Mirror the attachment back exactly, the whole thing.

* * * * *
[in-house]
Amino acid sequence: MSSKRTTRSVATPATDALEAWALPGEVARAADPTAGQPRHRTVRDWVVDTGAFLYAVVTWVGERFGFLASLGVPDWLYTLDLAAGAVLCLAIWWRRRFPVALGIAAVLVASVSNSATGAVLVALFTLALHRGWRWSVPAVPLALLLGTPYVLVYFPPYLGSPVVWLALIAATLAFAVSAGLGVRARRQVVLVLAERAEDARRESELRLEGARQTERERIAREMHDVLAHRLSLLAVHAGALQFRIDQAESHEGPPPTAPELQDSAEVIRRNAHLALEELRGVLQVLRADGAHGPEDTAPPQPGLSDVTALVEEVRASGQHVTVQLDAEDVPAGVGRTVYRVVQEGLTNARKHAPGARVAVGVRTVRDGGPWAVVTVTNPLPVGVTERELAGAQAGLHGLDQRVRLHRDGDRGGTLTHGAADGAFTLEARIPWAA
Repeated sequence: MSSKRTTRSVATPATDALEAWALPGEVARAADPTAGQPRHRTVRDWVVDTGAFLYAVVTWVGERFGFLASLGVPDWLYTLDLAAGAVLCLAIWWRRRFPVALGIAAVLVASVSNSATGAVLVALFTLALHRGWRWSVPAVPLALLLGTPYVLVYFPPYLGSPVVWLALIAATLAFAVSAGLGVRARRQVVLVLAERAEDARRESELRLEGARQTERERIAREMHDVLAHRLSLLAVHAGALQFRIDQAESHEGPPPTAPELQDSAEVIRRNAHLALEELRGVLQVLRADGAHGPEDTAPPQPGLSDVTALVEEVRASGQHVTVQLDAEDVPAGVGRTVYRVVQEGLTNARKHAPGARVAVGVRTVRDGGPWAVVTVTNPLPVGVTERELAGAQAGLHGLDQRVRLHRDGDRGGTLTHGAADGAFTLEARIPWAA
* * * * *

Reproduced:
[in-house]
Amino acid sequence: MSSKRTTRSVATPATDALEAWALPGEVARAADPTAGQPRHRTVRDWVVDTGAFLYAVVTWVGERFGFLASLGVPDWLYTLDLAAGAVLCLAIWWRRRFPVALGIAAVLVASVSNSATGAVLVALFTLALHRGWRWSVPAVPLALLLGTPYVLVYFPPYLGSPVVWLALIAATLAFAVSAGLGVRARRQVVLVLAERAEDARRESELRLEGARQTERERIAREMHDVLAHRLSLLAVHAGALQFRIDQAESHEGPPPTAPELQDSAEVIRRNAHLALEELRGVLQVLRADGAHGPEDTAPPQPGLSDVTALVEEVRASGQHVTVQLDAEDVPAGVGRTVYRVVQEGLTNARKHAPGARVAVGVRTVRDGGPWAVVTVTNPLPVGVTERELAGAQAGLHGLDQRVRLHRDGDRGGTLTHGAADGAFTLEARIPWAA
Repeated sequence: MSSKRTTRSVATPATDALEAWALPGEVARAADPTAGQPRHRTVRDWVVDTGAFLYAVVTWVGERFGFLASLGVPDWLYTLDLAAGAVLCLAIWWRRRFPVALGIAAVLVASVSNSATGAVLVALFTLALHRGWRWSVPAVPLALLLGTPYVLVYFPPYLGSPVVWLALIAATLAFAVSAGLGVRARRQVVLVLAERAEDARRESELRLEGARQTERERIAREMHDVLAHRLSLLAVHAGALQFRIDQAESHEGPPPTAPELQDSAEVIRRNAHLALEELRGVLQVLRADGAHGPEDTAPPQPGLSDVTALVEEVRASGQHVTVQLDAEDVPAGVGRTVYRVVQEGLTNARKHAPGARVAVGVRTVRDGGPWAVVTVTNPLPVGVTERELAGAQAGLHGLDQRVRLHRDGDRGGTLTHGAADGAFTLEARIPWAA